February 27, 2008
In a previous commentary I talked about how the current Democratic Party rules made it possible for Barack Obama to do so well in the primaries. There are another set of rules that might cause him to lose at the Democratic Convention.
Back in 1982, the Democratic Party created a special role for party leaders. They were designated as superdelegates and were created to prevent the party from nominating an unelectable candidate like George McGovern. At first, they provided a necessary boost to a candidate already headed for the nomination. This boost helped push Walter Mondale over Gary Hart in 1984. And the superdelegates helped confirm Michael Dukakis as the Democratic nominee in 1988.
But this year’s Democratic race is so close that the superdelegates may decide the outcome. There are nearly 800 superdelegates, and that represents 19 percent of all the delegates. In the past, these superdelegates were able to bring closure to the nominating process. This time they could decide who the Democratic nominee might be, and that would most likely be the establishment candidate Hillary Clinton.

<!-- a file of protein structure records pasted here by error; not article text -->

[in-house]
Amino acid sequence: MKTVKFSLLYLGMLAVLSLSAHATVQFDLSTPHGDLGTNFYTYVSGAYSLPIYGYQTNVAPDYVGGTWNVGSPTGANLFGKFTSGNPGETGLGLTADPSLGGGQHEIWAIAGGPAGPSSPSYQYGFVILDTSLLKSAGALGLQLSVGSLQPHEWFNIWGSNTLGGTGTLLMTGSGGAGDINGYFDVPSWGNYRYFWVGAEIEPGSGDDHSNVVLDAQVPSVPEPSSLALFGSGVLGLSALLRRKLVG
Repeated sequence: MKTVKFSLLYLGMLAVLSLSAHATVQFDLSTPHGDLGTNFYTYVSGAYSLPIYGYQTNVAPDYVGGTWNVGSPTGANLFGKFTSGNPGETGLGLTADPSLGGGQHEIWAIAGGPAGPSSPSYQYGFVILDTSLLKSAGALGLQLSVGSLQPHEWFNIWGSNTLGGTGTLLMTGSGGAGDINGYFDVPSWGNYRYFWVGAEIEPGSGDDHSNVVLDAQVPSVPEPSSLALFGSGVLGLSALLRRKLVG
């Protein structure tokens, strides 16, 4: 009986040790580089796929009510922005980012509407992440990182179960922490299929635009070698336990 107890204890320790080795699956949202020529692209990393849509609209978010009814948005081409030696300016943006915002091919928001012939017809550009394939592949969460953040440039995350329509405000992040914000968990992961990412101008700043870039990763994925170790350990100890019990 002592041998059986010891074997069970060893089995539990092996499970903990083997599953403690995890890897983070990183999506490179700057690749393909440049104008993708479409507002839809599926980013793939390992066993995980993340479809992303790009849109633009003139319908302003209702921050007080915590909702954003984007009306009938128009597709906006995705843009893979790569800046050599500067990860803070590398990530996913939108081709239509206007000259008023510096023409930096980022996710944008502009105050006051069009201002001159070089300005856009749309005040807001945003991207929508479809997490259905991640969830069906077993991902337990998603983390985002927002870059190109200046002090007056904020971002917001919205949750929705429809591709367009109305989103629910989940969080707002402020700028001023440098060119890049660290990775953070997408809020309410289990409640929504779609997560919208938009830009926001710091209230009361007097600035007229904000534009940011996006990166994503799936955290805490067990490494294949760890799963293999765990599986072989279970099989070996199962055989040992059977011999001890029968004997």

If they become the king-makers, it is easy to see that there will be lots of anger and frustration. This primary season has already begun to show the fault lines of race, gender, and generation. The animosity between the Clinton and Obama campaigns is well known. If the Democratic establishment decides the winner through the superdelegates, you have to wonder if the 2008 Denver Democratic Convention might start to look like the 1968 Chicago Democratic Convention.
Like the rules I talked about earlier, no one saw this coming. The Democratic Party rules for delegates has helped Barack Obama in the primaries. If the delegate count is close then it is possible that the Democratic Party rules for superdelegates could help Hillary Clinton. At the moment, Barack Obama is building a lead so this concern may evaporate. But the party may still reconsider the rules they enacted years ago.
©2008 Probe Ministries